The Economist profiles Motorola’s CTO and the company’s vision:
Just as mobile phones already let you talk anywhere, says Ms Warrior, seamless mobility will let you do everything everywhere. All the pieces we have fit into that architecture, she says. Although mobile phones account for 40% of the company’s revenues, Motorola also makes everything from automotive electronics and home-theatre equipment to emergency radios and mobile-phone base-stations. Seamless mobility provides a rationale for staying in all those markets, and turns the firm’s diversity from a liability into an asset. Motorola says it is uniquely positioned to smooth the transition between home, work, automotive and mobile environments, providing high-speed internet access on trains, for example, e-mail in cars, video on phones, or mobile-phone coverage on planes.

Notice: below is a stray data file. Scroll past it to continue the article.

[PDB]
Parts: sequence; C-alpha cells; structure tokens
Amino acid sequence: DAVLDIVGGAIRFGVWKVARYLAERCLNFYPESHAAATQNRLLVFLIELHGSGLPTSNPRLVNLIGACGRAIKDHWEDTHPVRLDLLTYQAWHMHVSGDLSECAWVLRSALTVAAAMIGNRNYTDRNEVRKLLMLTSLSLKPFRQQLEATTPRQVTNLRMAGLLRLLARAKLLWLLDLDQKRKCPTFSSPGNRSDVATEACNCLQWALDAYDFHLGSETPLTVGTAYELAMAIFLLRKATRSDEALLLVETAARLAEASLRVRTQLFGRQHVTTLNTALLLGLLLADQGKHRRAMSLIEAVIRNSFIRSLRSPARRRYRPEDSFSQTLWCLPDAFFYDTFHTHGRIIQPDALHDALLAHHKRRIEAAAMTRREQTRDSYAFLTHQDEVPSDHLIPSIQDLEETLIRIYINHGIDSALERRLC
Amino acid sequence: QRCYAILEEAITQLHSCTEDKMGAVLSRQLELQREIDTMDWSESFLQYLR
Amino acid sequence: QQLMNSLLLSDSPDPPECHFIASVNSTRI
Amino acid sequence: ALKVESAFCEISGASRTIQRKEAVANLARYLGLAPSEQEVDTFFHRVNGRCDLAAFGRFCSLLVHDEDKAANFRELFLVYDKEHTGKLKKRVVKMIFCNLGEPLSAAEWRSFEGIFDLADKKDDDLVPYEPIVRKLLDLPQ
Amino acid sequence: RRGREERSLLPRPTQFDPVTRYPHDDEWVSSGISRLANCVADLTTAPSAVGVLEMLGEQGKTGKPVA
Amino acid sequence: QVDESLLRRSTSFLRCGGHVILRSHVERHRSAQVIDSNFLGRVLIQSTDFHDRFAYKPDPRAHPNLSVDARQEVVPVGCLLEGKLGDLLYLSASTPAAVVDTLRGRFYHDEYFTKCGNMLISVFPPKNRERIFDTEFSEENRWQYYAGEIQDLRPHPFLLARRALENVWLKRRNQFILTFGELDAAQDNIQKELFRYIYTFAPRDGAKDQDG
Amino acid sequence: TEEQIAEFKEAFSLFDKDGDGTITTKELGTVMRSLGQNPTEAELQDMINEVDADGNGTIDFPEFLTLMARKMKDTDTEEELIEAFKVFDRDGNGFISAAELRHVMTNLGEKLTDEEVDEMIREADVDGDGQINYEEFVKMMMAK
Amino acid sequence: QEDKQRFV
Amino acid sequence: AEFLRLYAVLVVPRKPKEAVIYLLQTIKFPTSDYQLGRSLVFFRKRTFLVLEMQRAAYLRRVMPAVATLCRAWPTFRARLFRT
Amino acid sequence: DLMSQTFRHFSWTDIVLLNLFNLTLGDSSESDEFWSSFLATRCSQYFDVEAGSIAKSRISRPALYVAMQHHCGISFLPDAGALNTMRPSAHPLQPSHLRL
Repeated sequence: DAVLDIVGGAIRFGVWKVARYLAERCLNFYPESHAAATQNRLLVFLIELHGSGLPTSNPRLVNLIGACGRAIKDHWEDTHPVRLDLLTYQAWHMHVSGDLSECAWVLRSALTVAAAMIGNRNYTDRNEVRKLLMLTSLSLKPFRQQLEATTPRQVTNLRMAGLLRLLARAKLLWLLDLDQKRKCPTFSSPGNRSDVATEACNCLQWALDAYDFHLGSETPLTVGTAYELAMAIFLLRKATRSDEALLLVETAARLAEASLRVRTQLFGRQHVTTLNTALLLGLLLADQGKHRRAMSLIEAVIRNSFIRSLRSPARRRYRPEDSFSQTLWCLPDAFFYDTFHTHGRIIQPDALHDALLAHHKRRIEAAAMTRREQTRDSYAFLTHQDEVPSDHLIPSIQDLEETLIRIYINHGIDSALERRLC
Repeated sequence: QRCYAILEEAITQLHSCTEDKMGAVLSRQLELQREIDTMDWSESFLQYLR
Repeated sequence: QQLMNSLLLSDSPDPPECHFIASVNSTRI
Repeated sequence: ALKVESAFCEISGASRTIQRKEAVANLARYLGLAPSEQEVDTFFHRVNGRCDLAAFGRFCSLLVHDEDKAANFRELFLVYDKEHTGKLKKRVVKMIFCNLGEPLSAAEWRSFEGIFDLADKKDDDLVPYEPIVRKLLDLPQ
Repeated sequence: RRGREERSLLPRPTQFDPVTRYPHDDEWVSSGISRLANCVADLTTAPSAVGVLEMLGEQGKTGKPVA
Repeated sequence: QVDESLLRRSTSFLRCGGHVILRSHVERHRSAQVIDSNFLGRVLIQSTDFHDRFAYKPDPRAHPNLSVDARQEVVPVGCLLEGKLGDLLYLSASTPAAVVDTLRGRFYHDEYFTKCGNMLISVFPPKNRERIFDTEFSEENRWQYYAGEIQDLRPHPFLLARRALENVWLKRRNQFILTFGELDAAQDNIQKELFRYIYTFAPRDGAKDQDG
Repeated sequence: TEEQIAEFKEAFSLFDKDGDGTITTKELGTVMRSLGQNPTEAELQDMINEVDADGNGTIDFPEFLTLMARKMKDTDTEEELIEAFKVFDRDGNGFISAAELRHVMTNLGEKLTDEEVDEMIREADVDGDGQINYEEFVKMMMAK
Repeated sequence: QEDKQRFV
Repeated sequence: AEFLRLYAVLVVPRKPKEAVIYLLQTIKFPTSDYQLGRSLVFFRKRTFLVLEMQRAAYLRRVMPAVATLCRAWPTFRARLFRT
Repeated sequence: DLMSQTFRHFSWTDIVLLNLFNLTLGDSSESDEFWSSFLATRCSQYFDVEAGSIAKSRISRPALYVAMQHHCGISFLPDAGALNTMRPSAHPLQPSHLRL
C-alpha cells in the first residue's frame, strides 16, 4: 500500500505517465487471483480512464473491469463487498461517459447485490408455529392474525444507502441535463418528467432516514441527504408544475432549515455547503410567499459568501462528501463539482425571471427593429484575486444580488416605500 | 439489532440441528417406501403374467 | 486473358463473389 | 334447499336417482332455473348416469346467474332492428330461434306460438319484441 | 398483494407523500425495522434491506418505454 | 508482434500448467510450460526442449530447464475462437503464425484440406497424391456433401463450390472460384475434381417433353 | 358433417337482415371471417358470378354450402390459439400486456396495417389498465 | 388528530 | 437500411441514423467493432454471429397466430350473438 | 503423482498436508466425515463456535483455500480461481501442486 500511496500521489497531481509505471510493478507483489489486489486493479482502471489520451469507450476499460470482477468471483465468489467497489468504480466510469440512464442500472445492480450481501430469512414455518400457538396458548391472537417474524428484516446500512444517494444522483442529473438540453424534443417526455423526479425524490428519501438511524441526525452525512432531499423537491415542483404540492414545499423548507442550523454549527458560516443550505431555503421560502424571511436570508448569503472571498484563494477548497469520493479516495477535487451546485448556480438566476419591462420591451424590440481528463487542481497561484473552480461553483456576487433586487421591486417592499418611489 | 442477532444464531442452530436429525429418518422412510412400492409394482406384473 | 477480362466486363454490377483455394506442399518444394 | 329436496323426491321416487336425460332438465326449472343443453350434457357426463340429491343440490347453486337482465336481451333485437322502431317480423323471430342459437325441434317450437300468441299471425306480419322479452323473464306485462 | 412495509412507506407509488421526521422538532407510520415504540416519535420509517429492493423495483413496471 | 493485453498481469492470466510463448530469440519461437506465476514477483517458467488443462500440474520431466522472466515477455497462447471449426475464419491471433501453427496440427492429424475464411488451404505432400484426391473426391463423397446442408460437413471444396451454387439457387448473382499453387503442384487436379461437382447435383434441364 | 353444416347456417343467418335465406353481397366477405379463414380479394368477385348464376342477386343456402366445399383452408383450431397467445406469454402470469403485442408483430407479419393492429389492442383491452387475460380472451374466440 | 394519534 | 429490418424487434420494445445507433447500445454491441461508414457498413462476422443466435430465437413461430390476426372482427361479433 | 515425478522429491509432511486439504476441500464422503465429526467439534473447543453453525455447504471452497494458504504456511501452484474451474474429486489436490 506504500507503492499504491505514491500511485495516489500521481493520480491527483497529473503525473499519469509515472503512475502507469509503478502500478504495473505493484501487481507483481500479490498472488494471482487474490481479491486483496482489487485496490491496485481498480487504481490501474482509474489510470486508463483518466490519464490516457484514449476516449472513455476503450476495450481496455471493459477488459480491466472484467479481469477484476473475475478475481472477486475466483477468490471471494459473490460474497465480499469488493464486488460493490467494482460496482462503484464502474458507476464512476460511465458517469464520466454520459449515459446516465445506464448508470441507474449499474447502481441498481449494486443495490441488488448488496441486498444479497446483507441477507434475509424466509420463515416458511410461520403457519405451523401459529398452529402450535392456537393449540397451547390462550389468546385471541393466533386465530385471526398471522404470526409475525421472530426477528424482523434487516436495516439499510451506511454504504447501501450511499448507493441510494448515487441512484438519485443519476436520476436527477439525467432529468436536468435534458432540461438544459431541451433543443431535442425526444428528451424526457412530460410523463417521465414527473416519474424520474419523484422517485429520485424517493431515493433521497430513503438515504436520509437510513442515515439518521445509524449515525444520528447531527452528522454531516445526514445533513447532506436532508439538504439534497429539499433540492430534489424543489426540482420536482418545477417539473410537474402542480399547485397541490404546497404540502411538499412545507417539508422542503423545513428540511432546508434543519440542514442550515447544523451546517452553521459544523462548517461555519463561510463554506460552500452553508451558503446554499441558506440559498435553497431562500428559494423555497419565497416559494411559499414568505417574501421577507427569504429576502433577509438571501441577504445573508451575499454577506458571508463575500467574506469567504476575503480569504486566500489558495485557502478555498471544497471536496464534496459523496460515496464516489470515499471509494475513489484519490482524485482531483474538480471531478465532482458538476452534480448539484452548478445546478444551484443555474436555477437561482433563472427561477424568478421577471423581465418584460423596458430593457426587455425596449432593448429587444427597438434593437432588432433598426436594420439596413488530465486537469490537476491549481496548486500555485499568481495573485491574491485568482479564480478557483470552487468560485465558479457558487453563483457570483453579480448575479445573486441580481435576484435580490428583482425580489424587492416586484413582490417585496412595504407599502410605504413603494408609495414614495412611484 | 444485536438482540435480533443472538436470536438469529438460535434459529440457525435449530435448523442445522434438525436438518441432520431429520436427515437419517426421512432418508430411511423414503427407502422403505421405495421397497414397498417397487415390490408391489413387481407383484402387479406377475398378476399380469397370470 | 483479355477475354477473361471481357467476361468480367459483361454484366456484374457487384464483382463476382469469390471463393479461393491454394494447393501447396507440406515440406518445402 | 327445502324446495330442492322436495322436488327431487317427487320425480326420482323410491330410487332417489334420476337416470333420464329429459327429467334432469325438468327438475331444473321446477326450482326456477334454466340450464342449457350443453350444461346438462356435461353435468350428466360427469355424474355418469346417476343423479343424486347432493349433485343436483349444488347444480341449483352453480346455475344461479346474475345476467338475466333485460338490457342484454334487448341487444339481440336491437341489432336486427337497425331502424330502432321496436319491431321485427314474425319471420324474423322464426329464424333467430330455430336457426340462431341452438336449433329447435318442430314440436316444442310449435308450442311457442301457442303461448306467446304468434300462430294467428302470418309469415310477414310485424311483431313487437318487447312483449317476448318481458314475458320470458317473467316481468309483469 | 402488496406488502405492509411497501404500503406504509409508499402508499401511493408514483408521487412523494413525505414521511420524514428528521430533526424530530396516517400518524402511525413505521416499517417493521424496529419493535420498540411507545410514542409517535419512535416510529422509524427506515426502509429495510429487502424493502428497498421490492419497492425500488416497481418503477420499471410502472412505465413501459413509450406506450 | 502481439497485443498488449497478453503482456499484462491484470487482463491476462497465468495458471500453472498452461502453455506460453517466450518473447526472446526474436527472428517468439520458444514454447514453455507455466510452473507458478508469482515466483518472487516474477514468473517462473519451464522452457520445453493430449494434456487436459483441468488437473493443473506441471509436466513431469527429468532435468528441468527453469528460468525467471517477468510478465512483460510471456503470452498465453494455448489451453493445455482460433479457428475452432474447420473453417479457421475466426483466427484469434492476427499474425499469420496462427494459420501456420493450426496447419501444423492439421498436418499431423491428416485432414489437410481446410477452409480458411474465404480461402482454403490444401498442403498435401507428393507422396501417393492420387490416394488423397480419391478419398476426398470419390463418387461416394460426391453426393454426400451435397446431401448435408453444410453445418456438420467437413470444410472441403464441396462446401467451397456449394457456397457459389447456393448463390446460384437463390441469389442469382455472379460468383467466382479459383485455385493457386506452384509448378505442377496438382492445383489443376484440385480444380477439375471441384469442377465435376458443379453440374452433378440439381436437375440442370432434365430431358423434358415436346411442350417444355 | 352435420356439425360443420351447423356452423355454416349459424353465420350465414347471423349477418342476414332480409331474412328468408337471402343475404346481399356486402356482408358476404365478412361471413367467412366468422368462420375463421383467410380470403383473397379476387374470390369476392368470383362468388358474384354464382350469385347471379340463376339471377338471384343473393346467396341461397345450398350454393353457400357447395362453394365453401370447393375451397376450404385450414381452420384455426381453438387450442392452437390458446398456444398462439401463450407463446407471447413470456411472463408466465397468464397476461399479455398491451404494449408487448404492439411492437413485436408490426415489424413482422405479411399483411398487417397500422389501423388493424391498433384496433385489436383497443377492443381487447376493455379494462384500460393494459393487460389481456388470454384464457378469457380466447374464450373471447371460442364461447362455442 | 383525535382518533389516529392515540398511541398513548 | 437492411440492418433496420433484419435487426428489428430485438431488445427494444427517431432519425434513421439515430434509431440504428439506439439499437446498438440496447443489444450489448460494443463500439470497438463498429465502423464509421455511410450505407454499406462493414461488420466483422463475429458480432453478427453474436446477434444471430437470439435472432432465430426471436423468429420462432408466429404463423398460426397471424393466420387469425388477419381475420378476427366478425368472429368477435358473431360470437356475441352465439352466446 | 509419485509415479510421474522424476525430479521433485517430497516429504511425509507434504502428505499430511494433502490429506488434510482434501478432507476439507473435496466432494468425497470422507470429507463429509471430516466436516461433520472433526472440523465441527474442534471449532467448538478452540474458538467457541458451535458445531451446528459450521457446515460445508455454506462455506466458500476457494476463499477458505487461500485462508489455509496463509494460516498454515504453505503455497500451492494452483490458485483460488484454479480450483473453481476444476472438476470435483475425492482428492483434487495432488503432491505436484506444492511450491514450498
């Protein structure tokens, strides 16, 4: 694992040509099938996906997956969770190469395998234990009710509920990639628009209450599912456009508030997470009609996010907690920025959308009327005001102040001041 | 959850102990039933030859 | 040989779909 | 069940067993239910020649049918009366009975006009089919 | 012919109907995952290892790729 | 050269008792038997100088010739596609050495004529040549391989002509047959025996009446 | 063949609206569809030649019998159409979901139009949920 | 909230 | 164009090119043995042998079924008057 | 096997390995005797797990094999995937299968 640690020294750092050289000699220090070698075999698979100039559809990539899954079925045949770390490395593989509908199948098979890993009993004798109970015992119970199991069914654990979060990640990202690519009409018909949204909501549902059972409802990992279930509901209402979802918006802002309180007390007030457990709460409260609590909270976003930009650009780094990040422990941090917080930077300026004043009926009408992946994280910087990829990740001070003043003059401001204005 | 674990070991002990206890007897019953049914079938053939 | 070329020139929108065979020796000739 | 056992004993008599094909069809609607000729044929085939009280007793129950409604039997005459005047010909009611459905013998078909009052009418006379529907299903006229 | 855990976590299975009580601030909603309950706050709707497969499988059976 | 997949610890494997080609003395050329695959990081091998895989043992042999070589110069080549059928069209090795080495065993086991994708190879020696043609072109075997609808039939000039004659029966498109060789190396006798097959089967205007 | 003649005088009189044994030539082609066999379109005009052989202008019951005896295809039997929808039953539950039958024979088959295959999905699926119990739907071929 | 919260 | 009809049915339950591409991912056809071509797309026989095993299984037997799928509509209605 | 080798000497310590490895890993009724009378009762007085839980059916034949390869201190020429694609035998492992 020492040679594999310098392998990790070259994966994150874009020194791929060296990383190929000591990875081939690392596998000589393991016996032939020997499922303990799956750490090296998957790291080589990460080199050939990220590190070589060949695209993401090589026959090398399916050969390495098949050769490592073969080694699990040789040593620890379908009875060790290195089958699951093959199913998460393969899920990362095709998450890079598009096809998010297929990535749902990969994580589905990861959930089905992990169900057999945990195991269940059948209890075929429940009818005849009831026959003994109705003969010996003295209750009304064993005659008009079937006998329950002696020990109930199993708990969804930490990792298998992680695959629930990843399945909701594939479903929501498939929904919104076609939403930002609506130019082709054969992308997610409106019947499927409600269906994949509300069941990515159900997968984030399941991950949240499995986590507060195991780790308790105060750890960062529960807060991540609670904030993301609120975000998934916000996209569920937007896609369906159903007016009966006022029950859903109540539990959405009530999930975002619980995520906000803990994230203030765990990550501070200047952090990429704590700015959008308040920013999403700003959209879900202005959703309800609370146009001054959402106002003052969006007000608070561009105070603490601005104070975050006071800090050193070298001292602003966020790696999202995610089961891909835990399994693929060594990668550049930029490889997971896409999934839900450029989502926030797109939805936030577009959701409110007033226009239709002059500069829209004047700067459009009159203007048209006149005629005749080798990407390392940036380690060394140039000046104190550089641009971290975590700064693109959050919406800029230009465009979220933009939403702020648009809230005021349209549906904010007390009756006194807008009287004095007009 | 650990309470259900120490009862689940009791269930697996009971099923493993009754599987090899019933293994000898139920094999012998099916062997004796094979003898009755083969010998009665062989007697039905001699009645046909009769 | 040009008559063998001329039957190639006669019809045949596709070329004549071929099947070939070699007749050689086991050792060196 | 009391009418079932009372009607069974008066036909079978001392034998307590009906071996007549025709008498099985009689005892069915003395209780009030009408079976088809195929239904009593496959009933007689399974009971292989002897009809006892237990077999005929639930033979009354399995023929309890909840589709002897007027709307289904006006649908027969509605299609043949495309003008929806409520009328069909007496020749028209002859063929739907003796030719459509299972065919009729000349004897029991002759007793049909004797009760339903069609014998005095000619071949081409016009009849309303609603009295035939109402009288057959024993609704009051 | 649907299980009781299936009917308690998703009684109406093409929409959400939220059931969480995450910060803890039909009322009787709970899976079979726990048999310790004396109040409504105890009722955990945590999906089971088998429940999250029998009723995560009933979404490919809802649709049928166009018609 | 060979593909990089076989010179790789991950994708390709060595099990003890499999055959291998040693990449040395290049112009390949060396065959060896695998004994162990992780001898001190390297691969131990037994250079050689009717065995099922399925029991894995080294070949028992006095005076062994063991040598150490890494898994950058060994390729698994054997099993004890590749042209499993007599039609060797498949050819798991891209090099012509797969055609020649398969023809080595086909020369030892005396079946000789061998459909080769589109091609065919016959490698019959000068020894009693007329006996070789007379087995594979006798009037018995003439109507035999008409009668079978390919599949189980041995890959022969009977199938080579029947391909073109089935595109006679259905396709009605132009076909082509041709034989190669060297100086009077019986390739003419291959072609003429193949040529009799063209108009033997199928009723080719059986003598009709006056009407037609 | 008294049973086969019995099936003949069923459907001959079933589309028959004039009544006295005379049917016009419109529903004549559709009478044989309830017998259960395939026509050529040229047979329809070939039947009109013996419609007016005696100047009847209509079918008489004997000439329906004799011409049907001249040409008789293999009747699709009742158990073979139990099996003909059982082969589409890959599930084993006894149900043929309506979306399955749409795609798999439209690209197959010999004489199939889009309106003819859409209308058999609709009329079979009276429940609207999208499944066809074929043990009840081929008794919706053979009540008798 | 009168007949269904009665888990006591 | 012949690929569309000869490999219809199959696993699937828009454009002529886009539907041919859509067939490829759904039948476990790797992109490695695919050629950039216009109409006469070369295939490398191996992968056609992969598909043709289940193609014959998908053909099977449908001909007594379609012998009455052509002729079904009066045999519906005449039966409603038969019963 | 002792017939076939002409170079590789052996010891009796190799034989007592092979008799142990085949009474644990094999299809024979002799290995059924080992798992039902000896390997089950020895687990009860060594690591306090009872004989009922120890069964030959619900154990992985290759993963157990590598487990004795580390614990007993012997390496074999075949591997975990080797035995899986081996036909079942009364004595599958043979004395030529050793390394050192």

Ms Warrior is the ideal ambassador for this new vision, and not simply because she co-invented it. She leads Motorola’s army of 4,600 technologists and marshals a $3.7 billion research budget, but her fearsome-sounding surname is at odds with her grace and charm. As an engineering graduate with a 20-year history at Motorola, she embodies both the technology-driven heritage of the old Motorola and the company’s new, more friendly, user-driven approach. Seamless mobility is a very different approach to that being taken by Nokia, Ericsson or Samsung, she insists, since it is defined not by equipment or industrial structure, but by ease of use.